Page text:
#Parent template
{% set posts = craft.entries.section('blog').limit(8).all() %}
{% for post in posts %}
    {{ post.title }}
    {% include 'linkingPosts' with {post: post}
{% endfor %}

#linkingPosts template
{% set postsWhichLinkToThisPost = craft.entries.section('blog').relatedTo(
    {targetElement: post, field: 'linksTo'}
).all() %}
{% for linkingPost in postsWhichLinkToThisPost %}
    {{ linkingPost.title }}
{% endfor %}

This will, of course, create and execute the postsWhichLinkToThisPost query once for each time the child template is included in the parent, resulting in 9 database requests in total, all of which will be searching and filtering a potentially large number of entries. O(N+1) for the math inclined.

To protect against this we should always keep in mind whether or not a template file that we're creating might be included within a loop. If so, we should carefully consider whether or not to add any element queries to the template - there might be a more performant option by moving the query out to the parent and passing it into the child as a variable.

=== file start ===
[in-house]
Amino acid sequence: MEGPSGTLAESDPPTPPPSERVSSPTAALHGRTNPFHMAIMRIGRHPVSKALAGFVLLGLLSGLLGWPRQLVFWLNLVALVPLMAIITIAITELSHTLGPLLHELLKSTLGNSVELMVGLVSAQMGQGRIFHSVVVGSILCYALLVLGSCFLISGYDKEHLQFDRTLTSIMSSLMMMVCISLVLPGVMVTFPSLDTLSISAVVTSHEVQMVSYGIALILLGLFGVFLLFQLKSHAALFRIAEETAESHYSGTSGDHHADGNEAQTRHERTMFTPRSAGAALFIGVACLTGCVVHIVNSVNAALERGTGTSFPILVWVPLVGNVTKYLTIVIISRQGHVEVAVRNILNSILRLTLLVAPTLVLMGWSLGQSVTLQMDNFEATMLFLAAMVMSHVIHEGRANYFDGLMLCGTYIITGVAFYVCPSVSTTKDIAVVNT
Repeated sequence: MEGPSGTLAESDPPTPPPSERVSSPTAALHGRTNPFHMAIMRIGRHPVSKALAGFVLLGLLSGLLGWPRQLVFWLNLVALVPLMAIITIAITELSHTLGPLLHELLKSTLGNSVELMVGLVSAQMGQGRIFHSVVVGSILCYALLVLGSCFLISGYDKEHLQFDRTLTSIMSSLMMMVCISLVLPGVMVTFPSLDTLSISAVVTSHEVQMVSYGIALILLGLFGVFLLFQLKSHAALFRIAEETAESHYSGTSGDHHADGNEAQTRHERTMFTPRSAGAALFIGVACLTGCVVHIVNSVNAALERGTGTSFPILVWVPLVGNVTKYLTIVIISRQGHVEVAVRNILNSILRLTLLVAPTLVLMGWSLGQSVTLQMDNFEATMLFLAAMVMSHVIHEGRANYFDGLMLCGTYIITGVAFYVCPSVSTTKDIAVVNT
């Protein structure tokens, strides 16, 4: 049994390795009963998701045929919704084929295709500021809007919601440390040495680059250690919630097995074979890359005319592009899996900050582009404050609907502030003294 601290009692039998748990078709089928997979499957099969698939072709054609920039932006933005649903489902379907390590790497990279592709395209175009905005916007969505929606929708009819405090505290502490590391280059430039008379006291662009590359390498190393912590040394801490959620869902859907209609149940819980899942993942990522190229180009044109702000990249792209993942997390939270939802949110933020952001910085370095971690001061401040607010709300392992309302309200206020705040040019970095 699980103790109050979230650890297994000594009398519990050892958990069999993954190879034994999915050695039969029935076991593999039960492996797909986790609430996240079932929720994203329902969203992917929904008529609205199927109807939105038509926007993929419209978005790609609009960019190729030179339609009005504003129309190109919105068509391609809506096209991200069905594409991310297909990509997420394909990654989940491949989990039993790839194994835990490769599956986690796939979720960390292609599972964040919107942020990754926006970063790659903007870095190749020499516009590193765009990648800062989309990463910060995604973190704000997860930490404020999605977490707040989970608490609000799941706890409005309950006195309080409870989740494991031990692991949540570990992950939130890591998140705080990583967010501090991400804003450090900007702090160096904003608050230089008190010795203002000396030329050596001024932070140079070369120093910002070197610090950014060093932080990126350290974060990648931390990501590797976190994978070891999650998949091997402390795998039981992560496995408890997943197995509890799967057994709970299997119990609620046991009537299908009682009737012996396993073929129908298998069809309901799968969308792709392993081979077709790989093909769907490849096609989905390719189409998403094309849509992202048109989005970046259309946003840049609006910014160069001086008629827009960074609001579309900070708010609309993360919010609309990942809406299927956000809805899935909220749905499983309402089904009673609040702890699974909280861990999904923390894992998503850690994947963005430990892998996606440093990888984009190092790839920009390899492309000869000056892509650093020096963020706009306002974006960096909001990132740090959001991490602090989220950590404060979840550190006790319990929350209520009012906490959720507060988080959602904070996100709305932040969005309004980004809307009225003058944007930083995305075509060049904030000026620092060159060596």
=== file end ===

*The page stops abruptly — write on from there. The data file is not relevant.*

#Parent template
{% set posts = craft.entries.section('blog').limit(8).all() %}
{% set postsWhichLinkToAllPosts = craft.entries.section('blog').relatedTo(
    {targetElement:posts, field: 'linksTo'}
).with('linksTo').all() %}

{% for post in posts %}
    {{ post.title }}
    {% set postsWhichLinkToThisPost = postsWhichLinkToAllPosts|filter(
        x => post.uid in x.linksTo|map(y => y.uid)
    ) %}
    {% include 'linkingPosts' with {post: post, linkingPosts:postsWhichLinkToThisPost} %}
{% endfor %}

#linkingPosts template
{% for linkingPost in linkingPosts %}
    {{ linkingPost.title }}
{% endfor %}

By adding a little more thought to how we can find and filter our results from the database we've reduced the number of expensive database queries down to 2, no matter how many blog posts we'd like to display using our child template. O(1) 👌